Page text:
To get through the snowy places, John used a single ski of oak longboards that measured 9 feet long and 1.5 inches thick as well as a long pole that he held horizontally for balance. This getup earned him the nickname "Snow Shoe Thompson".
December 1856, John finds a nearly frozen fur trapper, James Sisson. He carries him to Mormon Station. Due to the frozen condition, the doctor needs to amputate, but the doctor has no antiseptic.
So John skis to Placerville but the druggist is out of antiseptic.
This time John rides a horse over 40 miles to Sacramento, California. He is able to get the antiseptic and rides all the way back to Mormon Station.
Thankfully, James Sisson survives the amputation of his legs.

See info on the series here - TravelChannel.com

Check your local listings for showtimes, your local library for copies, or watch on Amazon:

Video Review - Travel Channel - Expedition Unknown - The Legend of Jesse James

Josh Gates hosts this interesting series, Expedition Unknown, where he travels to places around the world and investigates significant historical and/or archaeological finds. Today, I'm reviewing Episode #4 from Season #1, "The Legend of Jesse James".

Expedition Unknown - The Legend of Jesse James

Season 1 - Episode 4

Description:

Jesse James and his gang came into possession a Mexican gold train but it's gone missing and ever since treasure hunters have been trying to locate it.

Highlights:
Jesse James was born at a farm house in Kearney, Missouri. His father went to California to do some gold mining and got sick. He died when Jesse was 3 years old.

When Jesse was 14 years old, his older brother, Frank, went to fight in the Civil War.

Oklahoma, 1875 - Jesse James ambushes a train of pack mules carrying tons of gold buillon coming out of the Mexican territory.

That winter was a bad one so they decide to bury the gold and mark the spot with a Burro's shoe nailed to a tree and shooting 6 rounds of ammo into another tree.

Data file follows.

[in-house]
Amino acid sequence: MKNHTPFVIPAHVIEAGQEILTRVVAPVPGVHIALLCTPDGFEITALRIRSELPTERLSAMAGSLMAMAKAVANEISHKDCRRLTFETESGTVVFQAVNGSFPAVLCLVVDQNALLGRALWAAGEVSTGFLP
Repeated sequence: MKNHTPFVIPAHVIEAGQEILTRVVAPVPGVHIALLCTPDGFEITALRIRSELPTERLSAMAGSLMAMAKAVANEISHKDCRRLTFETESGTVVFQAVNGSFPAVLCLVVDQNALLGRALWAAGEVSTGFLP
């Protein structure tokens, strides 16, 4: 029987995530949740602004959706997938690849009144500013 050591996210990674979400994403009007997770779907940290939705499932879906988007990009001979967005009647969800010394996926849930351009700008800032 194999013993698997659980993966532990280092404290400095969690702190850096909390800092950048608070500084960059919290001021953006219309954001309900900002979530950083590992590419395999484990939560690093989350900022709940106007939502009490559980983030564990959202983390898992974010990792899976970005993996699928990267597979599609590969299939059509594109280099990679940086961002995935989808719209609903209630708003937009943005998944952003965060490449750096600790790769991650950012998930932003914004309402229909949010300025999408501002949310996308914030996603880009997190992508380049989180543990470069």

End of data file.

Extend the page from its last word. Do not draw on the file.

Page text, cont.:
Seven years later, Jesse is assassinated by a member of his own gang.

1907 - Frank James dug up a portion of the trasure ($6000).

1932 - a copper map was found.

1933 - a brass bucket containing coins was found near the Wichita Mountains. On the side of the bucket a contract was hammered/carved into the material.

People have found symbols like "JJ", turkey tracks, a cross, a hook, and an arrow shown on maps and carved into things in the general area of Robber's Cave, OK. But so far nothing has been uncovered. Were they red herrings?

Western Word of the Week - The Whole 9 Yards - #WesternWordoftheWeek #WesternWednesdays

Howdy!

Thanks for returning to our Western Word of the Day column. The next few weeks I'm drifting a little bit away from what we think of as truly "western" words to focus on some other vocabulary term that I've learned and wanted to share.

The Whole 9 Yards - everything; a whole lot; all the way

Origin of the term: Hellcat fighters had trays nine yards long that held 400 rounds of 50-caliber ammunition; when they used all the ammunition they "gave them the whole 9 yards"

Source:
History Channel, "America's Secret Slang" video series